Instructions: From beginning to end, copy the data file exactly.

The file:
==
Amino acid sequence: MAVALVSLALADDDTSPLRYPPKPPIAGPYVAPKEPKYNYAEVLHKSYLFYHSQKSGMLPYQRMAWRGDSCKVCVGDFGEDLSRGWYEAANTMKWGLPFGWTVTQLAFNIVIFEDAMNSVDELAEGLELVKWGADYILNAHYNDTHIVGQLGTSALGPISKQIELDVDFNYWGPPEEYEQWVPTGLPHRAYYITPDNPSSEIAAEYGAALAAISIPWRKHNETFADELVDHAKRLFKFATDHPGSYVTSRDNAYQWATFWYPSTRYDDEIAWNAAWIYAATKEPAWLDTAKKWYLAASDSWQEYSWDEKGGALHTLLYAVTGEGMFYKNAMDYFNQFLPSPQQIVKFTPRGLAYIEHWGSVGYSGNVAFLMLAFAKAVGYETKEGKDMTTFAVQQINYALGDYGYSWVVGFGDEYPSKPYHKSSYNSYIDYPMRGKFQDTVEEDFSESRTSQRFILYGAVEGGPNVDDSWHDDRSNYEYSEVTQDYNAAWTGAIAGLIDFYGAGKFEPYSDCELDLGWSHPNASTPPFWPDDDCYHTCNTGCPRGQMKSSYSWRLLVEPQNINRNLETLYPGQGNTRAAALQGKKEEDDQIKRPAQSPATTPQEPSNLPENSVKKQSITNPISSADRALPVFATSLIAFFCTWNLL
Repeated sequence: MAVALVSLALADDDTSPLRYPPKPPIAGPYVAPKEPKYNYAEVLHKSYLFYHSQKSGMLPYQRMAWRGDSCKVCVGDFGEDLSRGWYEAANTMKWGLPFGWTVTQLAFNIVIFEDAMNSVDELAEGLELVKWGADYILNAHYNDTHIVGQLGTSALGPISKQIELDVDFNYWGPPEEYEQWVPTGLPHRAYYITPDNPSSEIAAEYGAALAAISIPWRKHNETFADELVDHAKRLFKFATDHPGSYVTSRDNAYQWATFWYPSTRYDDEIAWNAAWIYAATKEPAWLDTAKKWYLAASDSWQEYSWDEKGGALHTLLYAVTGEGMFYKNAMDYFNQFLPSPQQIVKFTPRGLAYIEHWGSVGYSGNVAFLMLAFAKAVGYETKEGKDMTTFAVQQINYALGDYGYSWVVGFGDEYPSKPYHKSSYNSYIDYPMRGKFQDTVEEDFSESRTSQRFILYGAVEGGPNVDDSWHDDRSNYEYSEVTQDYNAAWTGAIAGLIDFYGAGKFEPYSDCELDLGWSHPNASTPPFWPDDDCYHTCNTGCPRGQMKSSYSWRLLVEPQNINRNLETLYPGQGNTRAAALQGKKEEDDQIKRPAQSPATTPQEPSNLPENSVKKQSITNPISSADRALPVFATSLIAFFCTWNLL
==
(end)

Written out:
Amino acid sequence: MAVALVSLALADDDTSPLRYPPKPPIAGPYVAPKEPKYNYAEVLHKSYLFYHSQKSGMLPYQRMAWRGDSCKVCVGDFGEDLSRGWYEAANTMKWGLPFGWTVTQLAFNIVIFEDAMNSVDELAEGLELVKWGADYILNAHYNDTHIVGQLGTSALGPISKQIELDVDFNYWGPPEEYEQWVPTGLPHRAYYITPDNPSSEIAAEYGAALAAISIPWRKHNETFADELVDHAKRLFKFATDHPGSYVTSRDNAYQWATFWYPSTRYDDEIAWNAAWIYAATKEPAWLDTAKKWYLAASDSWQEYSWDEKGGALHTLLYAVTGEGMFYKNAMDYFNQFLPSPQQIVKFTPRGLAYIEHWGSVGYSGNVAFLMLAFAKAVGYETKEGKDMTTFAVQQINYALGDYGYSWVVGFGDEYPSKPYHKSSYNSYIDYPMRGKFQDTVEEDFSESRTSQRFILYGAVEGGPNVDDSWHDDRSNYEYSEVTQDYNAAWTGAIAGLIDFYGAGKFEPYSDCELDLGWSHPNASTPPFWPDDDCYHTCNTGCPRGQMKSSYSWRLLVEPQNINRNLETLYPGQGNTRAAALQGKKEEDDQIKRPAQSPATTPQEPSNLPENSVKKQSITNPISSADRALPVFATSLIAFFCTWNLL
Repeated sequence: MAVALVSLALADDDTSPLRYPPKPPIAGPYVAPKEPKYNYAEVLHKSYLFYHSQKSGMLPYQRMAWRGDSCKVCVGDFGEDLSRGWYEAANTMKWGLPFGWTVTQLAFNIVIFEDAMNSVDELAEGLELVKWGADYILNAHYNDTHIVGQLGTSALGPISKQIELDVDFNYWGPPEEYEQWVPTGLPHRAYYITPDNPSSEIAAEYGAALAAISIPWRKHNETFADELVDHAKRLFKFATDHPGSYVTSRDNAYQWATFWYPSTRYDDEIAWNAAWIYAATKEPAWLDTAKKWYLAASDSWQEYSWDEKGGALHTLLYAVTGEGMFYKNAMDYFNQFLPSPQQIVKFTPRGLAYIEHWGSVGYSGNVAFLMLAFAKAVGYETKEGKDMTTFAVQQINYALGDYGYSWVVGFGDEYPSKPYHKSSYNSYIDYPMRGKFQDTVEEDFSESRTSQRFILYGAVEGGPNVDDSWHDDRSNYEYSEVTQDYNAAWTGAIAGLIDFYGAGKFEPYSDCELDLGWSHPNASTPPFWPDDDCYHTCNTGCPRGQMKSSYSWRLLVEPQNINRNLETLYPGQGNTRAAALQGKKEEDDQIKRPAQSPATTPQEPSNLPENSVKKQSITNPISSADRALPVFATSLIAFFCTWNLL